43% of Americans want a bigger home, but many forget that they have a golden opportunity to expand their home upwards into their attics. Attics are often used for nothing other than storage, so organizing all that junk could result in a great space that’s ready for converting. Attics can make generous-sized bedrooms with an en suite bathroom, a much-needed office or even a game room so that the kids have somewhere out of the way to burn off some energy and have fun. Converting your attic can also mean you don’t have to move houses when you start to outgrow your current property. This is great if you’ve spent a lot of money on getting the rest of your home how you want it and don’t want to sacrifice any outdoor space by extending.
Get the basics right
There are several things you’ll need to make sure your attic has before you can convert it into your dream space. Some people will need to lay floorboards, install insulation, put in walls, and need lighting, heating, and plumbing fitted, while others may just need to transform a current usable attic into a room of their own. The cost of this will all vary depending on how much work is needed, how big your attic is, its current condition, and your location. You’ll also need to make sure there’s at least one window that can function as an emergency exit and that the height of your attic is at least 7 feet from floor to ceiling to meet building regulations. If it isn’t, it’s possible to raise the roof or lower the ceiling of the floor below, which, although it sounds daunting, can often work out cheaper than extending outwards. A good rule of thumb from Porch.com is to invest 15% at most of your home’s value, so for a $150,000 home, you shouldn’t invest more than $22,500. That being said, the average cost of an attic conversion varies from $25,000 to $50,000.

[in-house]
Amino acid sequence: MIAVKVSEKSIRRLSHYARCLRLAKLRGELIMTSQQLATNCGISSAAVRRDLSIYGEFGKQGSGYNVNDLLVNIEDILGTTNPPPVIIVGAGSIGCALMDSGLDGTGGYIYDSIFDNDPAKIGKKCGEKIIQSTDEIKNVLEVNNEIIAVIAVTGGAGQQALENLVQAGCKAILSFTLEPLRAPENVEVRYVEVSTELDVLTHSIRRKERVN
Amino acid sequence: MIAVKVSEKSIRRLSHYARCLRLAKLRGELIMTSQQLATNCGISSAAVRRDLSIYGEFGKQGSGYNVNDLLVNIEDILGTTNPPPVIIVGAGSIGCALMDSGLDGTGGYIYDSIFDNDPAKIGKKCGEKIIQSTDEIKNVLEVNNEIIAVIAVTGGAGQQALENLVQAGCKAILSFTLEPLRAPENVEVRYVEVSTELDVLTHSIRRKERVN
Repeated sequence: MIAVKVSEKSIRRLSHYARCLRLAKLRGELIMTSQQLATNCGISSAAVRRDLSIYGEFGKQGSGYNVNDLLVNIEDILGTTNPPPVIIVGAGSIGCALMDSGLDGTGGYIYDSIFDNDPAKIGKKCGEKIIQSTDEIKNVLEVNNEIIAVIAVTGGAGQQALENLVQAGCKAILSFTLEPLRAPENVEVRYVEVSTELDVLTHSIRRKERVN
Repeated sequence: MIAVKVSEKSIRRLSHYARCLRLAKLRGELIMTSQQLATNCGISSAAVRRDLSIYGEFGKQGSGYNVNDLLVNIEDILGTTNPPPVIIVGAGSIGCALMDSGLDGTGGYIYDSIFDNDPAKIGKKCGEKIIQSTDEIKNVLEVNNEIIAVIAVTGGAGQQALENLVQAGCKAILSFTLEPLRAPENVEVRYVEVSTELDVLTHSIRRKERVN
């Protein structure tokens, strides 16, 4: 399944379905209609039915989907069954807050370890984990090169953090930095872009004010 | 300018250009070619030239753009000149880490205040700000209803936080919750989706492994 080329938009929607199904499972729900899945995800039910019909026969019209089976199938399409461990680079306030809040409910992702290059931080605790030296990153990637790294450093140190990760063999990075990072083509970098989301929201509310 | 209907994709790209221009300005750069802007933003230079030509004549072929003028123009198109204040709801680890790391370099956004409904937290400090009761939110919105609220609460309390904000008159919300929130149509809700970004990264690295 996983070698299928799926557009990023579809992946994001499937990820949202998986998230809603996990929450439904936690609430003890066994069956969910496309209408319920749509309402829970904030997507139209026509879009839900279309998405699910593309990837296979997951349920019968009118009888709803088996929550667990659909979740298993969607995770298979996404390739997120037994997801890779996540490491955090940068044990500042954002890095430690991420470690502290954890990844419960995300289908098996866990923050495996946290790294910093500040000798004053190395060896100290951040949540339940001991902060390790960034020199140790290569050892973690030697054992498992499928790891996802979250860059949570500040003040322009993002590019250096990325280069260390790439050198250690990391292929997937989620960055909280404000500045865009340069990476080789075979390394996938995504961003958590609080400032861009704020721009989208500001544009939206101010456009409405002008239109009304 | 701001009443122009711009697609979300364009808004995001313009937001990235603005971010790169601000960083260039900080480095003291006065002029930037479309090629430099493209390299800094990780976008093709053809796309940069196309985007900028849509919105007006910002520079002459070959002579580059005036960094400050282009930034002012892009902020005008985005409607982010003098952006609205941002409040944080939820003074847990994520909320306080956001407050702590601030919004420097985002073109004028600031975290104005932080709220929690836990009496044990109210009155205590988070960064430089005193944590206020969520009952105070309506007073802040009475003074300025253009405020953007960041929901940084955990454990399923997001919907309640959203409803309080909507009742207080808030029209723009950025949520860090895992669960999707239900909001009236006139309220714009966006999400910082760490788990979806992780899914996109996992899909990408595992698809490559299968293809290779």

A master suite you always dreamed of
When you buy a home, you’ll picture your bedroom, with the majority of homeowners giving themselves the biggest room. However, many want more space when it comes to their bedroom and the addition of an en suite or walk-in wardrobe can make it more comfortable as your family grows. Attics are usually a big space, making them perfect for converting into a master suite, plus the shape of the roof can be used to frame your bed in the room, creating a beautiful space. Adding in some plasterboard walls can separate the main area from a walk-in wardrobe and an en suite, giving you the ultimate bedroom that really deserves the title of a master suite. Plumbing in a bathroom in your attic can be done cost-effectively if you use things like up-flush plumbing, plus it saves on space. If you ever decide to sell, the Cost Vs. Value Report states that an additional bathroom can return more than 56% of your initial investment, so the addition of an en suite makes a lot of sense.
Add several more bedrooms to avoid moving homes